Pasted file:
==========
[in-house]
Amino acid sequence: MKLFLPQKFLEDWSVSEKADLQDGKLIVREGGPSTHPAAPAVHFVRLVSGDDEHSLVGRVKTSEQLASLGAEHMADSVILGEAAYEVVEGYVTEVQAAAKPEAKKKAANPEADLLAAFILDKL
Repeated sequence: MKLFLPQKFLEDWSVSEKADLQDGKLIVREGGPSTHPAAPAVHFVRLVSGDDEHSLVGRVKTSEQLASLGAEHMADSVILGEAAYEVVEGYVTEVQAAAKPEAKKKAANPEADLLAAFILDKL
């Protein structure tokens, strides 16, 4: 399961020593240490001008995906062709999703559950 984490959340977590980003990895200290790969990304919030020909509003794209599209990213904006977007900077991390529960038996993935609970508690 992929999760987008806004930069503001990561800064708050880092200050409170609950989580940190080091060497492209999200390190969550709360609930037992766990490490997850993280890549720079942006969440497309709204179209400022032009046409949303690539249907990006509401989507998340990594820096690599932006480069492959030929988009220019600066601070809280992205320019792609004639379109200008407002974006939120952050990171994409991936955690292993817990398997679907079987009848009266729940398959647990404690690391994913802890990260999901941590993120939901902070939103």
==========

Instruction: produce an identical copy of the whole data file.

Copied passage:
[in-house]
Amino acid sequence: MKLFLPQKFLEDWSVSEKADLQDGKLIVREGGPSTHPAAPAVHFVRLVSGDDEHSLVGRVKTSEQLASLGAEHMADSVILGEAAYEVVEGYVTEVQAAAKPEAKKKAANPEADLLAAFILDKL
Repeated sequence: MKLFLPQKFLEDWSVSEKADLQDGKLIVREGGPSTHPAAPAVHFVRLVSGDDEHSLVGRVKTSEQLASLGAEHMADSVILGEAAYEVVEGYVTEVQAAAKPEAKKKAANPEADLLAAFILDKL
């Protein structure tokens, strides 16, 4: 399961020593240490001008995906062709999703559950 984490959340977590980003990895200290790969990304919030020909509003794209599209990213904006977007900077991390529960038996993935609970508690 992929999760987008806004930069503001990561800064708050880092200050409170609950989580940190080091060497492209999200390190969550709360609930037992766990490490997850993280890549720079942006969440497309709204179209400022032009046409949303690539249907990006509401989507998340990594820096690599932006480069492959030929988009220019600066601070809280992205320019792609004639379109200008407002974006939120952050990171994409991936955690292993817990398997679907079987009848009266729940398959647990404690690391994913802890990260999901941590993120939901902070939103």